7. Safety fears linger a decade after catastrophe
Michael Bromwich, the blunt former Justice Department official who reshaped drilling regulation in the aftermath of BP's Gulf of Mexico disaster, is worried that safety isn't getting the attention it deserves 10 years after the crisis.
What they're saying: Bromwich criticized the Bureau of Safety and Environmental Enforcement — one of the agencies he helped create — for changes to blowout preventer and well-control regulations that he and other critics called a big rollback.
- In an interview with Axios, he also criticized the posture of current BSEE director Scott Angelle for saying that the agency is a "partner" to the oil-and-gas industry.
- “These are not statements that ought to be coming from the industry’s chief regulator,” Bromwich said.
The other side: Angelle has defended the agency's oversight, and industry and Interior officials say the rule changes made the regulations smarter without compromising safety.
- And, Debra Phillips of the trade association American Petroleum Institute tells the Washington Post that Trump administration changes to offshore oversight have "been mischaracterized as rollbacks."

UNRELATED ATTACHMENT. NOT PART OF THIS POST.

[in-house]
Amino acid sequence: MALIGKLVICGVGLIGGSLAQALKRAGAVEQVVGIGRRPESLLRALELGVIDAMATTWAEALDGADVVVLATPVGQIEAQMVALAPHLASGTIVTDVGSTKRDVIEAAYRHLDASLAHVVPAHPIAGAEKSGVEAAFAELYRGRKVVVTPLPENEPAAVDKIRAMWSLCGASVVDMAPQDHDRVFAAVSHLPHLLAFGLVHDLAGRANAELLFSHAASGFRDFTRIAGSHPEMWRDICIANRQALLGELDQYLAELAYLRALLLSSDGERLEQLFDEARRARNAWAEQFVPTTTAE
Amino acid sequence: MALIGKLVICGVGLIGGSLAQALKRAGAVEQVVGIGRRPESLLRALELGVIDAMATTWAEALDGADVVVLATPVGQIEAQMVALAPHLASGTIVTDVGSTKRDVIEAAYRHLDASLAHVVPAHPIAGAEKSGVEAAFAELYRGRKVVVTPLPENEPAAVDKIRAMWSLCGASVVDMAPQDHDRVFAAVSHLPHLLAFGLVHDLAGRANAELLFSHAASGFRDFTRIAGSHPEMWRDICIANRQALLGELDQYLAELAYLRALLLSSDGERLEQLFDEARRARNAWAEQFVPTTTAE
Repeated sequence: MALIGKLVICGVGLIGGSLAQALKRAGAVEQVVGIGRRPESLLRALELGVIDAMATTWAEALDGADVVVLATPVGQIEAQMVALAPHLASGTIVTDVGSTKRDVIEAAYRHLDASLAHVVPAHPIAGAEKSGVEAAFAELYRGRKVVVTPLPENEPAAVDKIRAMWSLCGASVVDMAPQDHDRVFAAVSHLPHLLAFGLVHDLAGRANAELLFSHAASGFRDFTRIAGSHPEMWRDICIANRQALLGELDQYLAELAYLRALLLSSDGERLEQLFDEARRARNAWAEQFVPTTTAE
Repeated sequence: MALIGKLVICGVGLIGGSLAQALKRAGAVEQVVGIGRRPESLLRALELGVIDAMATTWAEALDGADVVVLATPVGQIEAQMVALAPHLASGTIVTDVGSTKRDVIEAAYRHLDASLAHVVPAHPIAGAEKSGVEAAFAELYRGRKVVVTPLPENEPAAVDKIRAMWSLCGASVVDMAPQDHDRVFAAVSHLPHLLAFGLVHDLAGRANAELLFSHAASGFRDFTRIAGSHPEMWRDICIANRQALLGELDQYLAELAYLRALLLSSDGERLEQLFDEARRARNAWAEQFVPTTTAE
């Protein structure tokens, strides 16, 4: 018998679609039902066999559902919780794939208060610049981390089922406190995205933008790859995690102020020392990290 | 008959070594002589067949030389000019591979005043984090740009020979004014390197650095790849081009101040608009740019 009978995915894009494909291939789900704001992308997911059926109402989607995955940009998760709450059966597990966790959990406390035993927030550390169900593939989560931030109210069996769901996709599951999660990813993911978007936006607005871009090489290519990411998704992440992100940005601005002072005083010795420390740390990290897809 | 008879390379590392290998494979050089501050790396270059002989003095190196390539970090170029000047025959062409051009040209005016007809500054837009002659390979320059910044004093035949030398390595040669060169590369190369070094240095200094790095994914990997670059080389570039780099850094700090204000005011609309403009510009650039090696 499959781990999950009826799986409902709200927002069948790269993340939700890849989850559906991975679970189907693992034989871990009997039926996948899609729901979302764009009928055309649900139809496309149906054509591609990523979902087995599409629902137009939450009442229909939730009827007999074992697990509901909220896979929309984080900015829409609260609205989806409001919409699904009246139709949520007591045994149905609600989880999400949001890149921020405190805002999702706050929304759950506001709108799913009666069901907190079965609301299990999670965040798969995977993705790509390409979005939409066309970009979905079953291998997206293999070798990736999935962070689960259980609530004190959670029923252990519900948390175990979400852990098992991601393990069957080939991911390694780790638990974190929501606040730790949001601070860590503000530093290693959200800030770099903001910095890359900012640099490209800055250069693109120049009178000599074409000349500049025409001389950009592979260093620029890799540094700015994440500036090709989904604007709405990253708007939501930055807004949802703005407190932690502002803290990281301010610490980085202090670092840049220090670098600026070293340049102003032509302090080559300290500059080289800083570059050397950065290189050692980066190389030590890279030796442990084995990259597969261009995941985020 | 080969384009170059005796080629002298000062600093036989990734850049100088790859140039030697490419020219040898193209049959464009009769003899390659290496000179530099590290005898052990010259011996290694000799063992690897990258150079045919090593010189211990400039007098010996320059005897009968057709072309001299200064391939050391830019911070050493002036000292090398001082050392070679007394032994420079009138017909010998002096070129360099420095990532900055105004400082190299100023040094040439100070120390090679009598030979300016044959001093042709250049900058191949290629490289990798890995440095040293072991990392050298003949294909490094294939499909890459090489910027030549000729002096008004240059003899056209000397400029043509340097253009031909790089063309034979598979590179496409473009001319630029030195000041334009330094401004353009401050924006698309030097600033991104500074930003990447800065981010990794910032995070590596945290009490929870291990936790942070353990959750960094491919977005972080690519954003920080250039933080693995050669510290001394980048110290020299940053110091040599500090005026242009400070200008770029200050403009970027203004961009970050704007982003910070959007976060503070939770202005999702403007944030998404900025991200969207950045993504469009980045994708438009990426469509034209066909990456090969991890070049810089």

Catch up fast: Bromwich joined the Interior Department in June of 2010, when oil was still gushing out of BP's ruptured well.
- He oversaw reforms that broke leasing, safety and revenue collections into separate units, imposed safety mandates and set new regulations in motion.
Threat level: Bromwich said the federal government now has a stronger hand to ensure safety than it did before the disaster, even though he says the current administration is not focused enough on safety.
- “Even as weakened, the well control rule provides additional basis for confidence that companies are required to take steps that lower the risk” of major new accidents, he said.
- More broadly, he said “the agency has the tools now to be able to lower the risk of future disasters like Deepwater Horizon,” but also notes: “The real question is to what extent, how aggressively, are they being enforced.”
- Bromwich and others also note the industry has taken steps since the spill on safety and response, such as the 2010 creation of Marine Well Containment Company, a nonprofit industry consortium designed to bolster response and control capacity for accidents at deepwater wells.
But, but, but: He's concerned that the collapse in oil prices will lead companies to pare resources for training and safety. That "could have unfortunate consequences down the road," he said.
The big picture: His concerns are echoed more broadly by members of the bipartisan commission that probed the accident and spoke to the New York Times.
- “We are slightly better prepared than we were ten years ago but nowhere near where we need to be,” Bob Graham, former Florida governor and senator who co-chaired the panel, told NYT.